A Deerfield certified public accountant and tax preparer, Jefferey B. Travis, pleaded guilty Thursday to engaging in a scheme to defraud US Bankcorp and five of his clients of more than $1.8 million, according to a news release from Gary S. Shapiro, Acting United States Attorney for the Northern District of Illinois, and William C. Monroe, Acting Special Agent-in-Charge of the Chicago Office of the Federal Bureau of Investigation.
Travis, 51, of Vernon Hills, remains free on bond while awaiting sentencing, which U.S. District Judge Gary S. Feinerman scheduled for Feb. 5. As a condition of bond, Travis is required to notify his clients of the charge against him.
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Bank fraud carries a maximum penalty of 30 years in prison and a $1 million fine, and restitution is mandatory. Travis' plea agreement contemplates an advisory United States Sentencing Guidelines range of 63 to 78 months in prison.
Travis, who does business as Gross & Travis, Ltd., and Travis and Associates, Inc., in Deerfield, admitted that he engaged in the fraud scheme from at least May 2002 until December 2008.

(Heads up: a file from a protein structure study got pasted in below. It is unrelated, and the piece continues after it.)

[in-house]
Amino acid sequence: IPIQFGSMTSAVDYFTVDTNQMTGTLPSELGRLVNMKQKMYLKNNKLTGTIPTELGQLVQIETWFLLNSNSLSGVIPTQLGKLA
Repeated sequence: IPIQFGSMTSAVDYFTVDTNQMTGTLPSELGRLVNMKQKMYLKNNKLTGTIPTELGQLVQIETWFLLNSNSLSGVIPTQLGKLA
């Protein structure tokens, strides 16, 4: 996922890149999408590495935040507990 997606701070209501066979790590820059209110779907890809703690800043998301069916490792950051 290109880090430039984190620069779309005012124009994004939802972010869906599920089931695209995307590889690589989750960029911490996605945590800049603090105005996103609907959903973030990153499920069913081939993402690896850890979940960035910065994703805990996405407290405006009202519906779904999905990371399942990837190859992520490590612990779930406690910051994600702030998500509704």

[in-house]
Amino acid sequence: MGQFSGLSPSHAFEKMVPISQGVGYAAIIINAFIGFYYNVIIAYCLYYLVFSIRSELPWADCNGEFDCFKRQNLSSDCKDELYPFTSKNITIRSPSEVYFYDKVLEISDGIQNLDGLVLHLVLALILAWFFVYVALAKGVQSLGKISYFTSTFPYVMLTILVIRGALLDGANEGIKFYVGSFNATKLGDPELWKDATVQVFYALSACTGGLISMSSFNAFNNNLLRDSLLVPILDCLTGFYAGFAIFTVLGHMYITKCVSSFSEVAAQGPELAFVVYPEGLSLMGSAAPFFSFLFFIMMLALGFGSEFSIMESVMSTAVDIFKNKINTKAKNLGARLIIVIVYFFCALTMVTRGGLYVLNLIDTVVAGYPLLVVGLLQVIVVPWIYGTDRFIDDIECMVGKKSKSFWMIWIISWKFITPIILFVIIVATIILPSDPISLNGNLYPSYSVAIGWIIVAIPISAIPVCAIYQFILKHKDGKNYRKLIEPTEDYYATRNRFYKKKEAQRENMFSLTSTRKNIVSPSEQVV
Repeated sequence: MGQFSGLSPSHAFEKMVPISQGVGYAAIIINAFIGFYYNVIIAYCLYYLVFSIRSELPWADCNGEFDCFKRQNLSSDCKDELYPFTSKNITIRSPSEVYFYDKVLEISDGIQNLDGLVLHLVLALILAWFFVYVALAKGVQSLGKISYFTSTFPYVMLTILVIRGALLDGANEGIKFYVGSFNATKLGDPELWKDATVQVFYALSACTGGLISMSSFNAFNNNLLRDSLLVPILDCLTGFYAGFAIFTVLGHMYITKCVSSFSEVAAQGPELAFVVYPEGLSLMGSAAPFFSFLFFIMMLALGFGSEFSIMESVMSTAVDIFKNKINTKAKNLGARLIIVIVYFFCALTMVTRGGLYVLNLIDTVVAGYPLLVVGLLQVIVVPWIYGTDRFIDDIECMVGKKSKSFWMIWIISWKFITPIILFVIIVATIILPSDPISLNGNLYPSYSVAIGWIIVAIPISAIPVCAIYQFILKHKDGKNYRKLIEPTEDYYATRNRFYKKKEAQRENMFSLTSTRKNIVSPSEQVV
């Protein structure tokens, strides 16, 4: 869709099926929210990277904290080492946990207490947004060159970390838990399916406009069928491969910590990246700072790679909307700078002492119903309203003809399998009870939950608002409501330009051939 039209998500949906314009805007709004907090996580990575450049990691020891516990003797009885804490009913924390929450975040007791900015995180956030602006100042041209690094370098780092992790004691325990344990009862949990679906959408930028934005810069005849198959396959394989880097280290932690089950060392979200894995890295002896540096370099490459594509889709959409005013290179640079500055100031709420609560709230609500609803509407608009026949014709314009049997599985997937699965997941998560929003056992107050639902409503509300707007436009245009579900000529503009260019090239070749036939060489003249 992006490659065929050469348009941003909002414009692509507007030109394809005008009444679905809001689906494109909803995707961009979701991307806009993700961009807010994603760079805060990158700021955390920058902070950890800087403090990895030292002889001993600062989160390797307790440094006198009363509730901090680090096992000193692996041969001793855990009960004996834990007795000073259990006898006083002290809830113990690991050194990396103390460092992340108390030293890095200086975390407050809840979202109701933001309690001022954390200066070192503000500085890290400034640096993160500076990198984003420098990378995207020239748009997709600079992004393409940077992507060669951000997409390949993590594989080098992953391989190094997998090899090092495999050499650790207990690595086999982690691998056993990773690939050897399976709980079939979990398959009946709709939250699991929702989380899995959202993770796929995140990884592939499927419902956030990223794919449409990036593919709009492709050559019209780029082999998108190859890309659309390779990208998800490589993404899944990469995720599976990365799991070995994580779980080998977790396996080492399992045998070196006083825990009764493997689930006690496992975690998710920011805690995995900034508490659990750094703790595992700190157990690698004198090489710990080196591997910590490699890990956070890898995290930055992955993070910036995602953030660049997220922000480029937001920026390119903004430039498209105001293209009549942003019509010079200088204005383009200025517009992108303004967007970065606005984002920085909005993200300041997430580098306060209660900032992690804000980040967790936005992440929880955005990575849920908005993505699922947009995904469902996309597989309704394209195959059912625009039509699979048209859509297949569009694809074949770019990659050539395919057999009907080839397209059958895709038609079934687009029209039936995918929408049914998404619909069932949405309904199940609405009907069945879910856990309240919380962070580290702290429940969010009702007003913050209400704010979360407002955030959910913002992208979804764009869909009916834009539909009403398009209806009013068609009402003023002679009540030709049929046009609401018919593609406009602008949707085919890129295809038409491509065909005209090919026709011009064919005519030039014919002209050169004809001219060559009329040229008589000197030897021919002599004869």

Travis prepared checks payable from his clients to vendors, retirement programs, and tax authorities, and instead of delivering them to the payees intended by his clients, he deposited hundreds of such checks without authority into accounts he controlled at US Bank—at times altering the checks to increase the amounts paid. Travis then withdrew the money from those accounts and diverted the funds—more than $1.8 million over the course of the scheme—to his own use.
The government is being represented by Assistant U.S. Attorney John F. Podliska.
The investigation falls under the umbrella of the Financial Fraud Enforcement Task Force, which includes representatives from a broad range of federal agencies, regulatory authorities, inspectors general, and state and local law enforcement who, working together, bring to bear a powerful array of criminal and civil enforcement resources.
The task force is working to improve efforts across the federal executive branch, and with state and local partners, to investigate and prosecute significant financial crimes, ensure just and effective punishment for those who perpetrate financial crimes, combat discrimination in the lending and financial markets, and recover proceeds for victims of financial crimes. For more information on the task force, visit: www.StopFraud.gov.<http://www.StopFraud.gov>
—The United States Department of Justice provided this information.